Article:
While she, of course, is still trying for her second…
Martin Skidmore: Another sign of Rusko’s success, he produces this single by someone whose music-paper-word-count:sales ratio must be extraordinarily high. It has her usual jagged rhythms and sense of aggression in the music, though the lyrics are kind of cutesy rather than confrontational. The beats are firm and I like the twiddly high bits, but it doesn’t strike me as one of her more memorable singles.
Al Shipley: I’m always excited to hear something new from one of the greatest pop geniuses of the past 5 years — by whom I of course mean the song’s co-producer, Blaqstarr. Can’t say it’s his best work, though, or maybe his contributions are buried a little too deep under those of his collaborators.
Chuck Eddy: So, is this supposed to be her commercial sellout move? Don’t recall her ever sounding so generic. Which just goes to show how artsy dance pop got, I guess. And Britney’s done worse, now and then. But the tweeting-on-iPhone stuff can go to hell.
Alfred Soto: Merely booty-bumping instead of startling like “Born Free,” this also sounds like retrenchment, an assurance to alarmists who actually thought her muddled (to be kind) politics wilted her disco instincts. I wish she could summon more vocal commitment to this salvo in the love war than when she’s playing ghetto defendant.
Alex Macpherson: Awkward: M.I.A.’s trying to do a pop song, and inevitably she can’t quite manage it. It’s not a bad song — certainly adequately catchy — and the arrangement is actually rather great: deep, rich, dramatic. The problem is Our Lady of the Truffled Fries herself: she’s never been anyone’s idea of a vocal talent, but whenever she moves outside of her quasi-dancehall rhythmic toasting, she sounds utterly lost — invisible when she tries to do subtlety in the verses, grating when she tries to let rip on the chorus’s explosion. Also, the line “you tweeting me like Tweety Bird on your iPhone” is exactly how a Nicki Minaj hater would try to parody her.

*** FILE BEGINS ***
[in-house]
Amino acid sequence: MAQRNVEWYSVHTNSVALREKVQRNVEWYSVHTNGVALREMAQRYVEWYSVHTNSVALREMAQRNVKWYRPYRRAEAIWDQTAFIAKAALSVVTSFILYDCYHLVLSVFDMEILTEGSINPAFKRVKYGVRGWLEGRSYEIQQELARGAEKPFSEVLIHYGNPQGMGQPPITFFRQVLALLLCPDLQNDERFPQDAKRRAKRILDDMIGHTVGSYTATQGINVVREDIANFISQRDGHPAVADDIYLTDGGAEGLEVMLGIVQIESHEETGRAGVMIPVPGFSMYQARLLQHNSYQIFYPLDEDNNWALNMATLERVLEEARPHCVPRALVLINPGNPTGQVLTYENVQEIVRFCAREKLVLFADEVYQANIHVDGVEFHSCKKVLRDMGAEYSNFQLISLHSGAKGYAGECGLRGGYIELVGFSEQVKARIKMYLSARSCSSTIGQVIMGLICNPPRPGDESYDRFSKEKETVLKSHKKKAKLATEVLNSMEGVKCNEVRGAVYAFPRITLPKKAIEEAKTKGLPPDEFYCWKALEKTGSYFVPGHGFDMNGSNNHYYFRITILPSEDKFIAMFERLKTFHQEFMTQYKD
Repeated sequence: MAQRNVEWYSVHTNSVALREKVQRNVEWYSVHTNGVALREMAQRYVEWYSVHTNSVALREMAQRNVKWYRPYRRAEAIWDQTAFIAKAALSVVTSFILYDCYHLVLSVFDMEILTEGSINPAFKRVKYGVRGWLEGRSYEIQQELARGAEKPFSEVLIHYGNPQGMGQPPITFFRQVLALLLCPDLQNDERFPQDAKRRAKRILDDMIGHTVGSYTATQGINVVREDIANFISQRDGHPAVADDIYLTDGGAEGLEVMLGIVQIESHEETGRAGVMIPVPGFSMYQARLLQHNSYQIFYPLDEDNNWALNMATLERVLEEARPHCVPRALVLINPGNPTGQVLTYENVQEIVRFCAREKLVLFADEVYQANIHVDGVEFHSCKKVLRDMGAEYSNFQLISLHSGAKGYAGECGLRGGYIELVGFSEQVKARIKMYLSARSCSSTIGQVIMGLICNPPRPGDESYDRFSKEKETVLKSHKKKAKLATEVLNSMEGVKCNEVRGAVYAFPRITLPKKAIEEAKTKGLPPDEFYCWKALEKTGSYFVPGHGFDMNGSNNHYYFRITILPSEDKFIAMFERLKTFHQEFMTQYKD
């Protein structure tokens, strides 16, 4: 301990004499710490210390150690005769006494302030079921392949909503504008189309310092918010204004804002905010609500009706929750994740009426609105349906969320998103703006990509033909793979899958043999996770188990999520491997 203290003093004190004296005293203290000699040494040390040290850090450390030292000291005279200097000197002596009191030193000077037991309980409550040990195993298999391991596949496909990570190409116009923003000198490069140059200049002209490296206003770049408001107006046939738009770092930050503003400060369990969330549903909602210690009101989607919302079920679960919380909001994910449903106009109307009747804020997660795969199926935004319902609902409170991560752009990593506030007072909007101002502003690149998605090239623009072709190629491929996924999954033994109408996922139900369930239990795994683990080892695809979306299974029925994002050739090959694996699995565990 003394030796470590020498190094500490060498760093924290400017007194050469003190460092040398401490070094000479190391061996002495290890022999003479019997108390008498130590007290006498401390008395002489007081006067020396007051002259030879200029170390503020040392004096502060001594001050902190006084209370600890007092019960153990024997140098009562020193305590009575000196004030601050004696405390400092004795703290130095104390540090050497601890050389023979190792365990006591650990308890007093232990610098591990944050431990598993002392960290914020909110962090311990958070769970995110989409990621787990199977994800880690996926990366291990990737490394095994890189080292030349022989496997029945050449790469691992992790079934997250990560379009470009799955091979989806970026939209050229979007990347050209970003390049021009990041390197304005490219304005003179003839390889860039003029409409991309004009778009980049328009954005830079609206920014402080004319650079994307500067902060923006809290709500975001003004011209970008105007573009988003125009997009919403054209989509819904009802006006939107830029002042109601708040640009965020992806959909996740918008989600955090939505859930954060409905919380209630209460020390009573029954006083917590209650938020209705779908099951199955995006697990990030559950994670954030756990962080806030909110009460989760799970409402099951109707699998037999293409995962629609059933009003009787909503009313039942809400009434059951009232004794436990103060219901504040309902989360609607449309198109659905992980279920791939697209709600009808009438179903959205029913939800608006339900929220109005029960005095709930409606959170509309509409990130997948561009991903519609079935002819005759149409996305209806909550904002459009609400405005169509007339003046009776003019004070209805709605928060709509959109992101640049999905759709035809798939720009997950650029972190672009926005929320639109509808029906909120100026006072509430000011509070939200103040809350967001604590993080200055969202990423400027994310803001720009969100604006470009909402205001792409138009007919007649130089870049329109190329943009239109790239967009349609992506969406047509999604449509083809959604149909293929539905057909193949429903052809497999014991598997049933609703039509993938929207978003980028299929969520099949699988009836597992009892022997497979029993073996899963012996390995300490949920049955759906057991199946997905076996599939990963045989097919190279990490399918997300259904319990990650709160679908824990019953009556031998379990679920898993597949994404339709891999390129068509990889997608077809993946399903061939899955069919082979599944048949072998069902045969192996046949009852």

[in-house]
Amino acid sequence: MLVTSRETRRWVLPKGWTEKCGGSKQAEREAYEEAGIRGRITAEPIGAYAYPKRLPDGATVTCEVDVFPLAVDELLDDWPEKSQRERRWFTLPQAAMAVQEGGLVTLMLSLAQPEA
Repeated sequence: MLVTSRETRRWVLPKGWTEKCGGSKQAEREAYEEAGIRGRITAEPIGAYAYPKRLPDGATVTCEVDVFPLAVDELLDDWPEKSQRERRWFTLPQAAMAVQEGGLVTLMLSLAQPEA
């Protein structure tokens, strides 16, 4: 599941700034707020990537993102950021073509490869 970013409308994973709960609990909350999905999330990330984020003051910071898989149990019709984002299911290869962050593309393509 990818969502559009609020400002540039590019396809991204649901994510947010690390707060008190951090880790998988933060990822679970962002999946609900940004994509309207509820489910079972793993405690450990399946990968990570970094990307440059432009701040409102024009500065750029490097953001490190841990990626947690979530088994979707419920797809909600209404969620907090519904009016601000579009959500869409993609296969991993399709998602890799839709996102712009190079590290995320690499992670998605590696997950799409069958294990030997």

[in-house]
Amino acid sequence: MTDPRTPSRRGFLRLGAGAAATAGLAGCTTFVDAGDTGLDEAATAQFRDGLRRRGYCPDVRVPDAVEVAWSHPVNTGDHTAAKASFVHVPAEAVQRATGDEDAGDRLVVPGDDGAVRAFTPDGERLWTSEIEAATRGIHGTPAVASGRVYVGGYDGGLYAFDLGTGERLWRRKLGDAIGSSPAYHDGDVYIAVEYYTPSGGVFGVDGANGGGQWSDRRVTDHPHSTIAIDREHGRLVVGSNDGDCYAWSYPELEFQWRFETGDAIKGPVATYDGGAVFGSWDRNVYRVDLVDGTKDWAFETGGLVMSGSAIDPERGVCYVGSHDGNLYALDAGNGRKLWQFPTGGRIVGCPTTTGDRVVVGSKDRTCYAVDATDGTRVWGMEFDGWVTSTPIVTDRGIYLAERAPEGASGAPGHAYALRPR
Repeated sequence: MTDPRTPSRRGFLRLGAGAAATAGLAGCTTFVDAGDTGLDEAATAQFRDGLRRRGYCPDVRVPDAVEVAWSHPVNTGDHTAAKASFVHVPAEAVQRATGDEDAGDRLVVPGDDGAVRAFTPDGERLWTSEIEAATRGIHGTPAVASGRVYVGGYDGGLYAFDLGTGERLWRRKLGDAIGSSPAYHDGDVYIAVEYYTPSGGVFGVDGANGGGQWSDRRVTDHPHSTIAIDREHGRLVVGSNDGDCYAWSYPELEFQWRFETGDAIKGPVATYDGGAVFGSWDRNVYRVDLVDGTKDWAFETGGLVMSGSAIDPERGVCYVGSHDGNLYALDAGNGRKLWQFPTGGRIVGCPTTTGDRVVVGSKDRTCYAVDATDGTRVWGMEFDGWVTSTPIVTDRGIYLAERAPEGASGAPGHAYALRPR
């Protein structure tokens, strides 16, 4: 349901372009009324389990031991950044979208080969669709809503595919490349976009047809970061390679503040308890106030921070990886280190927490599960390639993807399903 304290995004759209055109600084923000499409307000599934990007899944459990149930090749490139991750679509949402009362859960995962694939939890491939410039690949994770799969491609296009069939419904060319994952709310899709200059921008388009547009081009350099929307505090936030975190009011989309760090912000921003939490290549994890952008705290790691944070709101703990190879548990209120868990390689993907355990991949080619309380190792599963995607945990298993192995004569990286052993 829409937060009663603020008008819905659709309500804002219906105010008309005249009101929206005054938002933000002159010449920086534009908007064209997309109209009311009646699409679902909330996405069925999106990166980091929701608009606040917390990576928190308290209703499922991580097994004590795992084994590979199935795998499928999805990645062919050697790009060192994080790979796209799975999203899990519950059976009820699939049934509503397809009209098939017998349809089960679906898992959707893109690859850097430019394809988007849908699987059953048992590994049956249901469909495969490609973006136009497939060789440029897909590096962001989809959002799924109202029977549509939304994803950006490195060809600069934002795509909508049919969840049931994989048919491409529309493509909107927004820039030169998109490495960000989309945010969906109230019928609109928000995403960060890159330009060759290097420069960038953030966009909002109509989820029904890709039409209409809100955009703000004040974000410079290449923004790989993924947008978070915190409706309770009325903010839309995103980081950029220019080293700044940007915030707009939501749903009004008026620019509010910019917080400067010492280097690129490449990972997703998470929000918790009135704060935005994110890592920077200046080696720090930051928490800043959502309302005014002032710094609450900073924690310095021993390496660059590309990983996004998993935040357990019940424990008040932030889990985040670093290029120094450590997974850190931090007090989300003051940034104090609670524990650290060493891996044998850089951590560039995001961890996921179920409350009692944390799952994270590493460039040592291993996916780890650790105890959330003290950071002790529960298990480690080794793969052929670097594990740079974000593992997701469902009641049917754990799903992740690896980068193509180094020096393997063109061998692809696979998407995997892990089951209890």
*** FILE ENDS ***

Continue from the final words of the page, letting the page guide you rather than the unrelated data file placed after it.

Jonathan Bogart: “You want me be somebody who I’m really not” is already plastered all over the Livejournals and Tumblrs of sensitive teenagers — About 1,200 results (0.28 seconds) — and it’s the standout line of the song, its watery defiance demanding attention and getting stuck in heads the way the dull relationship-electro surrounding it utterly fails to do.
John Seroff: Following the lousy Suicide rip-off that was “Born Free”, the accompanying “controversial” video, trufflefrygate and a personal quick relisten and reconfirmation of Kala as severely overrated, I was primed to write off MIA for the year until “XXXO” got its hooks in me. Credit where it’s due: it’s the glistening, constantly evolving, slow build production that’s kept me coming back, not the inscrutably dumb lyrics (“tweeting me like Tweety Bird on your iPhone”, ugh) or Arulpragasam’s lackadaisically delivered, mega-tweaked vocals. You could likely have thrown anyone on this track and made it a hit. MIA’s uncanny knack at being in the right place at the right time yet again deserves fair appreciation; it’s a rare skill in and of itself.
Michaelangelo Matos: Yeesh: a chorus so annoying and self-serving it’s almost as if she’s started quoting her own interviews, complete with pro forma Totally ’80s keyboards. Makes me wonder what she’s thinking.
Anthony Easton: So this is what happened to the spiders from mars. Is it symbolic, does it matter at all, that the basic love song that is at the core of this track is over come with techno noise? MIA continues to confuse, maybe on purpose, maybe by accident, the difference between politics and sex.